St. Nicholas: Eastern Europe, Western Asia

Saint Nicholas was born in the villiage of Patara, in what is now modern-day Turkey, during the Roman Empire’s rule of the world. The Emperor Constantine came to power during his life. Saint Nicholas was made the Bishop of Myra at a very young age and was known as a man who gave all he had to the needy. He died on December 6th, 343. St. Nicholas Day is celebrated every year on December 6th in many countries in Europe and West Asia.

Ded Moroz or Grandfather Frost: Russia

Grandfather Frost resembles the appearance of Santa Claus, but instead of being secretive, Grandfather Frost shows up at New Year’s Eve parties and gives out gifts in person. He resembles Santa Claus, but also carries a large magical staff, like a wizard. He usually travels around with Snegurochka, or Snow Maiden, who is his granddaughter and helper. She is unique. No other gift-givers in other cultures have a female companion.

Father Christmas: England

The modern-day Santa Claus has his roots in the lore of Father Christmas. Father Christmas wears a longer coat and has a longer beard than the traditional Santa figure. The earliest mention of Father Christmas was in a Christmas carol attributed to Richard Smart from the mid-15th century. He is not described as giving gifts to children, rather he is announcing the celebration of Christ’s birth, calling all people to eat and drink.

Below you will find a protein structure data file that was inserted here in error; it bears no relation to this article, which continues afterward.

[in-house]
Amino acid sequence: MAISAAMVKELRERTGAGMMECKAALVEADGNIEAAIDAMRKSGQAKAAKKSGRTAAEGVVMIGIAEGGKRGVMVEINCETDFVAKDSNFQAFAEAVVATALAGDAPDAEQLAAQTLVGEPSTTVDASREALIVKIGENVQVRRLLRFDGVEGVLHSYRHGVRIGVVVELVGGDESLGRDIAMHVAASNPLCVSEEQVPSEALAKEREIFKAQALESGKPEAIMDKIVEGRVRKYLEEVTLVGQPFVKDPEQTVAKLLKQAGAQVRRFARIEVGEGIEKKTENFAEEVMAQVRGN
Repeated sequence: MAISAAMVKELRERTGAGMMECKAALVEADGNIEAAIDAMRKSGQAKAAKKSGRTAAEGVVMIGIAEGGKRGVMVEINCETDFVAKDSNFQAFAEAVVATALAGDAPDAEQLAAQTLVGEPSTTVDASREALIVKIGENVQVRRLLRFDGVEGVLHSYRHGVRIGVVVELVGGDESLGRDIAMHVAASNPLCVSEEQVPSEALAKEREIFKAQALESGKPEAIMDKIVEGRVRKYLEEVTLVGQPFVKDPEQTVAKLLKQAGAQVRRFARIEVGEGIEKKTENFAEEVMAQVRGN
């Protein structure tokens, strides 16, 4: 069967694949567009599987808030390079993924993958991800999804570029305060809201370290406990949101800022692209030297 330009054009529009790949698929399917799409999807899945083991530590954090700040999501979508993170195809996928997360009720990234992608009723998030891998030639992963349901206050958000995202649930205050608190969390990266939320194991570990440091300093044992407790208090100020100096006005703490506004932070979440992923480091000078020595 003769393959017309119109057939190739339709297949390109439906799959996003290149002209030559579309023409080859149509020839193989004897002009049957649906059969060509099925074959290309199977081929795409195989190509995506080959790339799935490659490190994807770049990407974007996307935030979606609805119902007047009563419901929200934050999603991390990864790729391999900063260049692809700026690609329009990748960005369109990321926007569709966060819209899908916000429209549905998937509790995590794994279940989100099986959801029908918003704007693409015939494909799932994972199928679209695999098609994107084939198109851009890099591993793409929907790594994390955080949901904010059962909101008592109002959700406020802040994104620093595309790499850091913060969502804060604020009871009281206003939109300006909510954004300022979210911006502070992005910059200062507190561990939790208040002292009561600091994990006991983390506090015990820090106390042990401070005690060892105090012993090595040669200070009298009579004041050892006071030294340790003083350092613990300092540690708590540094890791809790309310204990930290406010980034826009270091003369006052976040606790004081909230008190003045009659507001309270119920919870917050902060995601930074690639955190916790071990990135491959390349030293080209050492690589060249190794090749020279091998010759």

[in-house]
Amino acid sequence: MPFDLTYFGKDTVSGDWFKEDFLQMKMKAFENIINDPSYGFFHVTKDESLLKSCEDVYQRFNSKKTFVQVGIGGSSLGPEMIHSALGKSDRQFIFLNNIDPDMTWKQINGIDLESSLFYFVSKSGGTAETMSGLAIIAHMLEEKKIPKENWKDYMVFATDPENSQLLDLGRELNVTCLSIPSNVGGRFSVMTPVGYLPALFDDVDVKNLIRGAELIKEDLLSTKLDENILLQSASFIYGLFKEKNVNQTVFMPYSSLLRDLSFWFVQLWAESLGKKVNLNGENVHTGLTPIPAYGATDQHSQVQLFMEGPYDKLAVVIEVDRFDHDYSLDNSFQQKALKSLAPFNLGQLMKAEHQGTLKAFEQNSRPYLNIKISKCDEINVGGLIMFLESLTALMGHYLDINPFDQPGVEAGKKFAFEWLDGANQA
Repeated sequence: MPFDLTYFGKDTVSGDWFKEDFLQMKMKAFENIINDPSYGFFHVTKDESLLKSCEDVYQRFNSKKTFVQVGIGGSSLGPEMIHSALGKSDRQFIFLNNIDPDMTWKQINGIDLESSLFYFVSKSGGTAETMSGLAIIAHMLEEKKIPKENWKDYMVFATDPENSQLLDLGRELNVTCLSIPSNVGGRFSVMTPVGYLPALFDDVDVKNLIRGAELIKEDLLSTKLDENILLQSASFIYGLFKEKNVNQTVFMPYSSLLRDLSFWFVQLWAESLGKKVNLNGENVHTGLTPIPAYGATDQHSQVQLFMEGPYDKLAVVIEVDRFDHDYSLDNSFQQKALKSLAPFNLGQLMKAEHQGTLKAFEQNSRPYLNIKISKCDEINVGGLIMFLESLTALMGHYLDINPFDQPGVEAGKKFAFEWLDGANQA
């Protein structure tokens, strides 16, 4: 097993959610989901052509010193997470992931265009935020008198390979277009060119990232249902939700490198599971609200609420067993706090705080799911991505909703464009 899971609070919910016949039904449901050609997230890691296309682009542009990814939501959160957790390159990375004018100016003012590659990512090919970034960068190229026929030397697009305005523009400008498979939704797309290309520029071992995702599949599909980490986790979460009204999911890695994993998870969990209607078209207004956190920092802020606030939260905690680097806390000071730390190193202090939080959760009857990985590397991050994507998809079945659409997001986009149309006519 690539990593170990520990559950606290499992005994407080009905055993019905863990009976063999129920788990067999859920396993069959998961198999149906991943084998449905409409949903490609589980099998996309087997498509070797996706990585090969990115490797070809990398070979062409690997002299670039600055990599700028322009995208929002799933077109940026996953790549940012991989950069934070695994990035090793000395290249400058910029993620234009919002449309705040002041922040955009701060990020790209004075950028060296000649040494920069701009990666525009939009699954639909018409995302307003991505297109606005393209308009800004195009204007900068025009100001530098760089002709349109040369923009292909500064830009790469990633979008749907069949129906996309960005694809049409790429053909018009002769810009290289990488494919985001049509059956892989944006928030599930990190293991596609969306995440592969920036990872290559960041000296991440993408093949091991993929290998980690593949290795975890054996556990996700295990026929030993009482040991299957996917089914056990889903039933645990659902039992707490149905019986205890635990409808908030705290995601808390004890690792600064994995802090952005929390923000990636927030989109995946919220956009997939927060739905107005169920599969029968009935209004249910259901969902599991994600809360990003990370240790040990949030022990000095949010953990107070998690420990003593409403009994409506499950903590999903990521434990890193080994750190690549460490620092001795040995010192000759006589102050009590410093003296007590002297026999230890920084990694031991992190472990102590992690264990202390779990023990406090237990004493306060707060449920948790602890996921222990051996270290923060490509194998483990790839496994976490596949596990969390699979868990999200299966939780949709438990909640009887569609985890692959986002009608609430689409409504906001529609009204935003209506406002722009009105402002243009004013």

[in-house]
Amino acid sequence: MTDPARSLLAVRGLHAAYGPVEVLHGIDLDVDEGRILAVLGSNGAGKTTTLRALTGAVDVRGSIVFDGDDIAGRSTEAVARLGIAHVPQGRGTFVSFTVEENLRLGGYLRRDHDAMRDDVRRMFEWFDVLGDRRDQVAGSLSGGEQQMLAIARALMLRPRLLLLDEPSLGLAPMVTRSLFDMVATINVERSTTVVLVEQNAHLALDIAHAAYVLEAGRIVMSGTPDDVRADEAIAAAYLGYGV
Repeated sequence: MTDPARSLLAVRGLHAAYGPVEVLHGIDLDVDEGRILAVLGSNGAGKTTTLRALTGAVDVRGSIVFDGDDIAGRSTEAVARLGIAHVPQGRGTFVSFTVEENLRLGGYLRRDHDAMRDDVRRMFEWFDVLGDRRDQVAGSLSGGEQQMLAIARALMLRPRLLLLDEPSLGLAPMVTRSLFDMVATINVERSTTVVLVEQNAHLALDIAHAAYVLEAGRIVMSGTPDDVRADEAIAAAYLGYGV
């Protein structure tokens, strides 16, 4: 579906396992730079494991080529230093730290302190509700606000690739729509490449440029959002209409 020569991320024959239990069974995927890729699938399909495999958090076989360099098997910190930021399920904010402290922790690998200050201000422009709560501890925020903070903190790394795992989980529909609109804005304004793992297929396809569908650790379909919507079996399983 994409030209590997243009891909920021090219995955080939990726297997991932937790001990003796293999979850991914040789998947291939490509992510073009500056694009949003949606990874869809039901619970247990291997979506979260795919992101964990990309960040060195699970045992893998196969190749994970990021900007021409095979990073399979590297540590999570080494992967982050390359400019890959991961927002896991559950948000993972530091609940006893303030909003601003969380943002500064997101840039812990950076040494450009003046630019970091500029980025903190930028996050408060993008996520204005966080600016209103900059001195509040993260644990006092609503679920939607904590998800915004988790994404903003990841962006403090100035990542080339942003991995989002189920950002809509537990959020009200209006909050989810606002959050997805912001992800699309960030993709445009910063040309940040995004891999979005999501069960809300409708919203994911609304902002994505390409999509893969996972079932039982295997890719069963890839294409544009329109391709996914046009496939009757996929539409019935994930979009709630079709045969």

Joulupukki or Christmas Goat: Finland

Rooted in pagan traditions, the Christmas Goat’s workshop is located in the mountains of Korvatunturi, Lapland. He doesn’t sneak around like his Western counterpart, but instead knocks on the door Christmas Eve and asks who has been good. Joulupukki does not have elves, but dwarves as helpers that ride goats.

Pere Noel: France

Pere Noel saved three children from a butcher who kidnapped them. Pere Noel leaves gifts if the children have been good, or, traditionally, the bad kids will be spanked by the butcher, Le Pere Fouettard.